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Hatman
12-21-2008, 07:50 PM
Initially I had planned to go ahead and replace the timing chain, sprockets, and tensioner on the 59 TR3 while I had the front end apart, figuring I'd rather spend an extra $100 now rather than have to take everything apart in the future. However, reading though the various threads here leads me to believe the quality of the replacement parts is not all that great, and I might be better off with the stock parts if they're in decent condition. Is that still the general concensus?

https://www.woundedduc.net/sitebuilder/images/PC210055-187x250.jpg

A visual inspection of the sprockets seems to show them to be in good shape, to my eye at least. They aren't "sharktoothed" or hooked. I added several thumbnails to my TR3 page -- www.woundedduc.net/TR3 (https://www.woundedduc.net/TR3) -- that you can click on to see much larger, more detailed photos.

The manual details measuring the chain by placing a straightedge between the timing gears and measuring the "deflection", noting it should be less than .4". What exactly are they measuring? Are they talking deflection as in pushing and pulling the chain fore and aft (towards the engine block and away from it)?

Thanks in advance.

TR4nut
12-21-2008, 09:15 PM
Mark-

I'm doing the same, at least for the sprockets. No reason I can see to change them. The chain & tensioner though are getting replaced. Not positive, but I believe the deflection is what you see taken up by the tensioner, it would be the measured sag from the straight edge.

Randy

Don Elliott
12-21-2008, 09:53 PM
In 1990 I replaced the timing chain (I can't say if it needed to be changed) with 80,250 miles on it from new. This new timing chain has now been driven a little more than another 100,000 miles in 18 years. My sprockets and cam + can bearings are all the original ones from 1958.

But I had to change the timing tensioner about every 40,000 miles. So change that now and about 40,000 miles from now, change it again and have a look at your sprockets and chain again at that time.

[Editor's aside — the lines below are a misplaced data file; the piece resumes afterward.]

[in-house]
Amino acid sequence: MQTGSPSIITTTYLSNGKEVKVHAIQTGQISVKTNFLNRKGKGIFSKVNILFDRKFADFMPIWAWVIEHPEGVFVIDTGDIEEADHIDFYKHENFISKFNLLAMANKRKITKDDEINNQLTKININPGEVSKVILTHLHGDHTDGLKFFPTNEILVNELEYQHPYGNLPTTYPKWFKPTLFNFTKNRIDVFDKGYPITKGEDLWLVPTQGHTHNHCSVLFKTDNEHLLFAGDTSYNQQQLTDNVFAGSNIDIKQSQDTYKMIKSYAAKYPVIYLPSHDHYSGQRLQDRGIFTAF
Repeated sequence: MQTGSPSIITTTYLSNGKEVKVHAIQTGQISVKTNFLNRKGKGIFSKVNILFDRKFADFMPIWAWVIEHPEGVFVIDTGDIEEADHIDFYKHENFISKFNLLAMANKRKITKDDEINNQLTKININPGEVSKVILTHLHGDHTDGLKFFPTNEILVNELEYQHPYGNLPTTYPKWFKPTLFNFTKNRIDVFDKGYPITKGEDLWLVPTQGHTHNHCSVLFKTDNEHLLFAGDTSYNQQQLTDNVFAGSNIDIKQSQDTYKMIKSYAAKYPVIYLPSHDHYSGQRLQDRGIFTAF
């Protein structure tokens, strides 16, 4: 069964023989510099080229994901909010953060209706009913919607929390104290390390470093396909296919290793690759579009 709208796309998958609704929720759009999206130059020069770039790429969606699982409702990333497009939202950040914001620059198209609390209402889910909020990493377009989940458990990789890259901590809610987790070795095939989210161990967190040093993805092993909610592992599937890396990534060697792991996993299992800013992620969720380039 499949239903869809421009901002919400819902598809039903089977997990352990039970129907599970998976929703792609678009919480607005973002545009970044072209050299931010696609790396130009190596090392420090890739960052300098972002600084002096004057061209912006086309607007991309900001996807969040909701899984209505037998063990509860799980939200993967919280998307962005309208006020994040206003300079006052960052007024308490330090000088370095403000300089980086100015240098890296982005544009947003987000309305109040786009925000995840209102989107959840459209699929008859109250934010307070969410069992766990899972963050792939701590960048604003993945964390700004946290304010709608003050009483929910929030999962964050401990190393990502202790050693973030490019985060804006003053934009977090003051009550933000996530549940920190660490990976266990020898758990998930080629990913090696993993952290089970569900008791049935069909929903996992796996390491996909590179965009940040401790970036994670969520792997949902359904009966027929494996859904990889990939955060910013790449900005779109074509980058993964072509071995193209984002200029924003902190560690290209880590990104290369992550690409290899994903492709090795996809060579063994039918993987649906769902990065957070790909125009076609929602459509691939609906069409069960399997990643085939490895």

Johnmidas59
01-31-2020, 12:49 PM
Has anyone tried the Timing Set from TRF. Moss each component sold separately.
JB59TR3
Thanks John

CJD
01-31-2020, 09:25 PM
The deflection would be left and right at the mid point between the sprockets...not for and aft.

I don't have an opinion on keeping old parts. I replaced my sprockets, chain and tensioner 3 years ago and will let you know if they act up. So far they are behaving as they are supposed to.

Sarastro
02-07-2020, 01:37 AM
I found the new timing components to be pretty good, in contrast to most of the new stuff. I got everything from BP Northwest; used the slightly more expensive AE chain, but it's a really nice part. The chain I removed was totally worn out, and the gears had visible corrosion in the valleys and sides of the teeth, so in any case they had to be replaced.

Jayplum
02-07-2020, 02:13 AM
I ordered the set from TRF. Got crank gear and chain; cam gear on back order. Two pieces received are of good quality; I am satisfied with them.

CJD
02-07-2020, 03:15 AM
An important step for installing the chain on a TR is to polish the chain links on the outer side, so there are no sharp edges to cut into the tensioner. The links are stamped at the factory, so come with some sharp edges that will eat into the tensioner prematurely if not removed.

Jayplum
02-07-2020, 05:32 AM
Didn’t think of that. I will check it prior to install. Thanks

DavidApp
02-07-2020, 09:38 AM
Check the inside of the timing chain cover where the tensioner pushes against the cover. On mine there was a lot of wear from the end of the tensioner. I welded up what was shortly going to be a hole.

David
62129

charleyf
02-07-2020, 02:27 PM
Has anyone tried the Timing Set from TRF. Moss each component sold separately.
JB59TR3
Thanks John
I have TRF parts ( including timing chains and gears) in my rebuilt TR4 engines. One engine has roughly 20,000 miles while the other has about 10,000 miles. Both are doing just fine.

glemon
02-07-2020, 11:32 PM
When I did my first engine on a TR4a engine I neglected the whole timing chain area. A hole appeared in the cover similar to the picture shown. Got a used cover from Fred Petroske (sp?, anybody remember him?) in New York, and a new chain and tensioner from the Roadster Factory and got many trouble free miles after that. If the teeth aren't pointy or showing signs of wear I would leave them but I am very much a if it ain't broke type.

charleyf
02-08-2020, 02:34 PM
A number of years ago I bought a TR4A as a parts car. The previous owner had started working on the engine and quit. The body was in very rough shape as it was previously located in Buffalo, New York ( bad rust). I wanted the wire wheel hubs and knock offs, so bought the car. Eventually I tore the engine down to potentially use the block. I had no information as to why the car was parked and work started on the engine ( head removed).
The one thing that I did find when I dismantled the engine was that the timing chain tensioner was in pieces in the bottom of the cover. There were also a few pieces in the oil sump. My suspicion is that the tensioner broke and that the car was running erratically. The owner was likely looking for the cause and never found it before he quit and parked the car. If that is true then a little thing like that tensioner can cause a whole lot of problems that are hard to diagnose.

CJD
02-08-2020, 07:45 PM
If the tensioner goes the chain rattles against the sheet metal cover...makes a banshee of a racket like everything’s about to come apart!